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Old 11th May 2013, 19:42   #21  |  Link
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Originally Posted by msp1518 View Post
AVI's are pretty much the best to work with, but I am normally given MKV's. It makes me insane. What is it with the love for MKV's?
AVI's have many technical limitations. The format was designed 20+ years ago, before many of the modern video codecs were even thought about. The first (and foremost) issue is that it can't support filesizes above 4GB (and in some cases I believe that is 2GB). For many cases this is a big deal.

AVI's don't have internal support for B-frames and out-of-order decoding (which, if my memory serves me correctly, is why B-frames are unsupported). There have been "hacks" for certain formats to make them work in AVI's but they are not universally supported, and not part of the standard.

AVI's also only support fixed frame lengths. I.e., there is no support for per-frame individual timecodes. While most distributed files only contain a single framerate, there are many cases where it is necessary.

So, why MKV? Its an independent and "open" container format which is simpler than MP4. I'm not sure if the latter point has had really any impact on its adoption, but recently many devices and companies are openly supporting it such as Google with its WEBM format (which is MKV with restrictions).

In my experience I've found that Non-linear editors generally have really bad support for many video formats except for a small number with specific codec combinations that may or may not be documented. It might be easier to re-encode the incoming footage into an intermediate format for editing. I know at least one professional editor who does this for much of her incoming material (sometimes she encodes a low bitrate / frame size for easier editing, then only swaps in the original for the final export).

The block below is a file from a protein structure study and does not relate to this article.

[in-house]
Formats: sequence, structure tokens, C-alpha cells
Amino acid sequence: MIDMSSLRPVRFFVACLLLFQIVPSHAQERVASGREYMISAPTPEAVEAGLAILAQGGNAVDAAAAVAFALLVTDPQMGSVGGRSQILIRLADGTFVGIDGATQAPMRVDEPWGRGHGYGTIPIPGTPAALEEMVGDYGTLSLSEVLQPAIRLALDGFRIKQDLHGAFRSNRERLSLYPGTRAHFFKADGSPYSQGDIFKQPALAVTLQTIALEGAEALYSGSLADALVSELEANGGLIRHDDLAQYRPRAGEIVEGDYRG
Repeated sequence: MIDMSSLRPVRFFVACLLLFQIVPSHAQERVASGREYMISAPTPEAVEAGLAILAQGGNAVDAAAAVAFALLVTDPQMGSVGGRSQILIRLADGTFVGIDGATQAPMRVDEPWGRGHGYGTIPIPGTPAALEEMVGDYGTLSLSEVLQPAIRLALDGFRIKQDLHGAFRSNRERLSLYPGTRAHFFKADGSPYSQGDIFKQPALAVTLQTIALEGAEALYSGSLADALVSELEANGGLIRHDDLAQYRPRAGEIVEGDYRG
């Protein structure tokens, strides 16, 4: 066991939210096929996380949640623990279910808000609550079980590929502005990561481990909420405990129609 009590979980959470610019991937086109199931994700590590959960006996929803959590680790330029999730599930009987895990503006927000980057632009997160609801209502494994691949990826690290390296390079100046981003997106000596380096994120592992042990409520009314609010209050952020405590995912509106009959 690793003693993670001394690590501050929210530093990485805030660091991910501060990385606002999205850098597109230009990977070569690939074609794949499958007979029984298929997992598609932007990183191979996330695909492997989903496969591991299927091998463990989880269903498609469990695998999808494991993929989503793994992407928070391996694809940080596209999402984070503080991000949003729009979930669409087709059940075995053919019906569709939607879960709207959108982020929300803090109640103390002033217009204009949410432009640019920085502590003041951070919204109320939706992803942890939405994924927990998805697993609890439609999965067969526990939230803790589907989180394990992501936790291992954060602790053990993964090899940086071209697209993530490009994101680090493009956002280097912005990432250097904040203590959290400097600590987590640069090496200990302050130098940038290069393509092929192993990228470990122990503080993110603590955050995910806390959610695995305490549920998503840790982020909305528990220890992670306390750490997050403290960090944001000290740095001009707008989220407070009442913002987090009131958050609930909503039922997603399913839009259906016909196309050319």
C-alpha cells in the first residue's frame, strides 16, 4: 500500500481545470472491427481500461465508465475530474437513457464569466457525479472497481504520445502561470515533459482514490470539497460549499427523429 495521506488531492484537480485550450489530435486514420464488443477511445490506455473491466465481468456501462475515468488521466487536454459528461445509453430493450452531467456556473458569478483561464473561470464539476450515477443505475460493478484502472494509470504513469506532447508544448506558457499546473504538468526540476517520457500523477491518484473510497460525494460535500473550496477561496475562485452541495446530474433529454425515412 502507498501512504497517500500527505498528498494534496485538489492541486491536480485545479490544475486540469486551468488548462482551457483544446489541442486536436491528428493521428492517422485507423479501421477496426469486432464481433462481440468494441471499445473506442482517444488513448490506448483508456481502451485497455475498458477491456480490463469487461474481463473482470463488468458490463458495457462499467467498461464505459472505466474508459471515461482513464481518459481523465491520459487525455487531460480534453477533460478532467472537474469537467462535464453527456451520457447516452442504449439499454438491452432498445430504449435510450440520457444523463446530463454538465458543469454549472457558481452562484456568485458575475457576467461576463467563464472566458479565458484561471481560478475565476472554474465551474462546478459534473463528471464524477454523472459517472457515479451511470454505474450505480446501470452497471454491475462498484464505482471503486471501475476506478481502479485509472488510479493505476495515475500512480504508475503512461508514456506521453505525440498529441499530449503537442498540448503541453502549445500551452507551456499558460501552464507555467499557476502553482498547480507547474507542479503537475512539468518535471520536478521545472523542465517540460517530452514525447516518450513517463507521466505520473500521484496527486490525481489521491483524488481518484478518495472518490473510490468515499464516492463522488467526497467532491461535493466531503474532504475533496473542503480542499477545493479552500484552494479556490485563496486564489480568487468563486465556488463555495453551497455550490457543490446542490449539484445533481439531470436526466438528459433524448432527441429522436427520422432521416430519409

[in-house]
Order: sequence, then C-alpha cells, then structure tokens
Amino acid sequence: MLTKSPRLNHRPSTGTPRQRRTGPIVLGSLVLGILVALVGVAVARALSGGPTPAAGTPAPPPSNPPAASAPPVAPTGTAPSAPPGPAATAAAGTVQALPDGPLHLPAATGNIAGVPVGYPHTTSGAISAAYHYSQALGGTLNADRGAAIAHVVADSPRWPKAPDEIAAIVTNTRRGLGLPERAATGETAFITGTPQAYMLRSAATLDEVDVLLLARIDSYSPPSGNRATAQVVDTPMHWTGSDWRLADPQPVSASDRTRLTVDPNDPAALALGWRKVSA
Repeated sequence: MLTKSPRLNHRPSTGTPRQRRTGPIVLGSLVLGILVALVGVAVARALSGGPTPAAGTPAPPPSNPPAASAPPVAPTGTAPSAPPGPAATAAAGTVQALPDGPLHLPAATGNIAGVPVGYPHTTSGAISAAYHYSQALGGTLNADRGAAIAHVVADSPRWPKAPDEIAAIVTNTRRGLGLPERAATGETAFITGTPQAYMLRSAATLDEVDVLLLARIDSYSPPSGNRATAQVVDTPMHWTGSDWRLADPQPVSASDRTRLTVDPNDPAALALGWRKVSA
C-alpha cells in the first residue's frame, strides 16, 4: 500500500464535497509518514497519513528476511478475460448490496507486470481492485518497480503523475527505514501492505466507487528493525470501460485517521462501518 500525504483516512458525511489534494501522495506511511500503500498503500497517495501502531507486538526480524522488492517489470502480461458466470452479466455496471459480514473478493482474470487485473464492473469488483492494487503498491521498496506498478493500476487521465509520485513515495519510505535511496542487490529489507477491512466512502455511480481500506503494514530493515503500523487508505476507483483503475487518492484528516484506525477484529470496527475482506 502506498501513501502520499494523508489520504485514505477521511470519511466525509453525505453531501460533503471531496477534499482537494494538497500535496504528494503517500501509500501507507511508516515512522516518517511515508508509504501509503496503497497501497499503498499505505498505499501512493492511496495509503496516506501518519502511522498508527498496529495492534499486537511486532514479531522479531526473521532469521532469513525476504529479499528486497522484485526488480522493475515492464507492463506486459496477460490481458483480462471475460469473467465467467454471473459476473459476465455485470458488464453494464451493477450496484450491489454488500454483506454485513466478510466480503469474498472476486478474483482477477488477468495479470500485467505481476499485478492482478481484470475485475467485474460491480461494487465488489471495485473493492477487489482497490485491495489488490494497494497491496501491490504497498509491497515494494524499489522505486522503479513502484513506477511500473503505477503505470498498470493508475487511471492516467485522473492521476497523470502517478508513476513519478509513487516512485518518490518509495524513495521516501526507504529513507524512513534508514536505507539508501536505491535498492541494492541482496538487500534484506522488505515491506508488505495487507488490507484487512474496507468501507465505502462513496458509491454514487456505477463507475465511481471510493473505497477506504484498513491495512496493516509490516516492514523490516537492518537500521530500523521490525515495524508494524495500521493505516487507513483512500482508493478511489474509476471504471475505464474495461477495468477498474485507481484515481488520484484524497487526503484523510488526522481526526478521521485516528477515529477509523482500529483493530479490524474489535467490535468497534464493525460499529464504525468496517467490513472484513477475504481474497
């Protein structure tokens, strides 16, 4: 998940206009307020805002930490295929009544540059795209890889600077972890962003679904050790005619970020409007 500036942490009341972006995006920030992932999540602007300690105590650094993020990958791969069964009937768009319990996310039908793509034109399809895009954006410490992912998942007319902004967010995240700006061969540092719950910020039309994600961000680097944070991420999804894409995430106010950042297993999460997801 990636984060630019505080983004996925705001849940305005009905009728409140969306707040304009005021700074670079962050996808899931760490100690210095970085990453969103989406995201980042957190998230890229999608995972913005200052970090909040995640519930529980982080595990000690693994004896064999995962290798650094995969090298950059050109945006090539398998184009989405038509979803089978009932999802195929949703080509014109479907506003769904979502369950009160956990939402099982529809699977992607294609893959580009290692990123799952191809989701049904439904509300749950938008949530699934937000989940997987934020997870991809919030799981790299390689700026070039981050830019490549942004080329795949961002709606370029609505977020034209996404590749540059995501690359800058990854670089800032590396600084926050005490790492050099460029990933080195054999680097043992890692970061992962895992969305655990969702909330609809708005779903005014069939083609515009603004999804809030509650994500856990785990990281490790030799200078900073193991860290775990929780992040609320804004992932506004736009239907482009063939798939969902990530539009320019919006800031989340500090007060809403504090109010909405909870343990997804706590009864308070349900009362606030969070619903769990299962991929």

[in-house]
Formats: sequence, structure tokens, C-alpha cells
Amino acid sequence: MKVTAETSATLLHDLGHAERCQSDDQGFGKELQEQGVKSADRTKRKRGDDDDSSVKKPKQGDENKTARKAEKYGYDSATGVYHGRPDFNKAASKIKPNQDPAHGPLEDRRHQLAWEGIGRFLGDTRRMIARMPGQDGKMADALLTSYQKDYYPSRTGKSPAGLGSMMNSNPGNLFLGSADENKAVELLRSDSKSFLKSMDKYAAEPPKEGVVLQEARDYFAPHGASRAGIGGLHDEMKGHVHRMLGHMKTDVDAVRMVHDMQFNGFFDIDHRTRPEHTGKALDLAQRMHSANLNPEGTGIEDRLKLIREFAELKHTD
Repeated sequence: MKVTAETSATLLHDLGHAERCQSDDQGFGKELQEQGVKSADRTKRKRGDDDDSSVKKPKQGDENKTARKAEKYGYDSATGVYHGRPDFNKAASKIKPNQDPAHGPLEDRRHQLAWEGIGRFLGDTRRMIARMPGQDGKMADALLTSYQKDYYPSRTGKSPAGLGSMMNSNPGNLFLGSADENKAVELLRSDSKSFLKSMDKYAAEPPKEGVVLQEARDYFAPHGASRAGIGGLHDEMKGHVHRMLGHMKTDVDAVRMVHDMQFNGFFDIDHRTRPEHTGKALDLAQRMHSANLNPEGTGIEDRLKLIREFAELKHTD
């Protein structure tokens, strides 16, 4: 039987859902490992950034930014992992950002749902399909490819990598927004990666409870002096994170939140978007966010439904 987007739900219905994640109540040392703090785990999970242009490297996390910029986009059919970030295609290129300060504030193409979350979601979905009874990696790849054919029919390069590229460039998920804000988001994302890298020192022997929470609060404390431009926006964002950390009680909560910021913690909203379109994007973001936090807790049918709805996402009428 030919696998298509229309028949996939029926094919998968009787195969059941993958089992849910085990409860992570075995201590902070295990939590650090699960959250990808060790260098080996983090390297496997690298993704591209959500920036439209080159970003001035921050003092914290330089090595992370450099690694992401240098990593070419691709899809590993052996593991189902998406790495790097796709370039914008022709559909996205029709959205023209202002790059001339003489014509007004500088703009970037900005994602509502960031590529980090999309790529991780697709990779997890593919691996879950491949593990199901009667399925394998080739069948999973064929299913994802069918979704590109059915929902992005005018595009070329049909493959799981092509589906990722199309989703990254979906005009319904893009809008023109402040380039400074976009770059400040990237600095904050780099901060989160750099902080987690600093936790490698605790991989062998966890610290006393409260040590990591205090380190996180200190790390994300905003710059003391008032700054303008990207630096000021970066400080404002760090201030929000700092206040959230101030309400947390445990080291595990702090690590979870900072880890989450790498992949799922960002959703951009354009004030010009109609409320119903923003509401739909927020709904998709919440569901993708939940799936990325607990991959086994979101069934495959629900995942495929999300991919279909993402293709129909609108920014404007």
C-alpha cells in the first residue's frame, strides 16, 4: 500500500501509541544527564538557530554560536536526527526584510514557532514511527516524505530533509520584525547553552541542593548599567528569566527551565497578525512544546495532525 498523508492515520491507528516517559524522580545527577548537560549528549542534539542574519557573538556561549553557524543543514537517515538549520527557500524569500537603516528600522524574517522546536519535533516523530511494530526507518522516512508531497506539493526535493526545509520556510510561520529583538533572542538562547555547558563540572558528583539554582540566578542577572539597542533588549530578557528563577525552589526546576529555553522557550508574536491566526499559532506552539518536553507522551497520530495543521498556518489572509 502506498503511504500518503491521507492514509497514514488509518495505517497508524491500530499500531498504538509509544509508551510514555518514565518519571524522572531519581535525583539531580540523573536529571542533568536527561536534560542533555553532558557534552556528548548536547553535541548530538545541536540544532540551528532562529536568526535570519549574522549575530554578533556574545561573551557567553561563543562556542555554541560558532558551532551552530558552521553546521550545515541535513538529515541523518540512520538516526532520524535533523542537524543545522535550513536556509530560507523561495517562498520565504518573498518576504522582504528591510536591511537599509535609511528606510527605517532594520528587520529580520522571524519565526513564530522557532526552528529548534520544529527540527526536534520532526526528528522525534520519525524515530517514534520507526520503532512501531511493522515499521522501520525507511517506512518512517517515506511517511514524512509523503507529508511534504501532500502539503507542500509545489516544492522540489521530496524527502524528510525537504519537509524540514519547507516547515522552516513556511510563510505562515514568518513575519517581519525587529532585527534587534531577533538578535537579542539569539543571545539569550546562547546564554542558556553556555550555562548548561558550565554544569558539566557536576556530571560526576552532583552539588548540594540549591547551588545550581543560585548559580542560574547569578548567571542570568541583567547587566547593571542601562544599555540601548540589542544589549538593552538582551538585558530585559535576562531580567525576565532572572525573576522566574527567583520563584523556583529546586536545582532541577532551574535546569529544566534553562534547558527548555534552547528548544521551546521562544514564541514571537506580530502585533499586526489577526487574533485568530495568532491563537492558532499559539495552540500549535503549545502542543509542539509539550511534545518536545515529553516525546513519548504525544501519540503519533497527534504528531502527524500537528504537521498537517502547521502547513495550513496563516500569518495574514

The "stuttering" you mention while working on a video until you export/render it might be due to the incoming video file having long GOP sizes. If you are srubbing your timeline for a specific position, and that position happens to be in the middle of a GOP, the decoder has to decode the whole (or at least part of) a sequence before your frame can be displayed. You probably don't notice this with AVI files since fewer frames have to be decoded to seek to a specific position. This can be reduced or eliminated by re-encoding the video using only I-frames in MKV/MP4, but the file sizes will be much larger than the source files.

With audio being slightly delayed in AAC files, I believe that there is a fraction of a second of silence at the beginning of each file, which, if you don't delay by, will be noticeable if trying to resync the audio/video manually. There was recently a thread in one of the audio forums which discussed this extensively (unfortunately, I can't find it at the moment).

Hopefully some of this can point you in the right direction or maybe give some insight into why certain things are used. There are a lot of utilities that are out there at significantly varying technical levels, and it can be difficult to figure out which one is the best to use. From my experience, while the lower level command-line utilities have a much steeper learning curve, it worth while to spend the time learning them. The "front end" utilities sometimes gloss over certain details or make assumptions about your material that aren't universally applicable.
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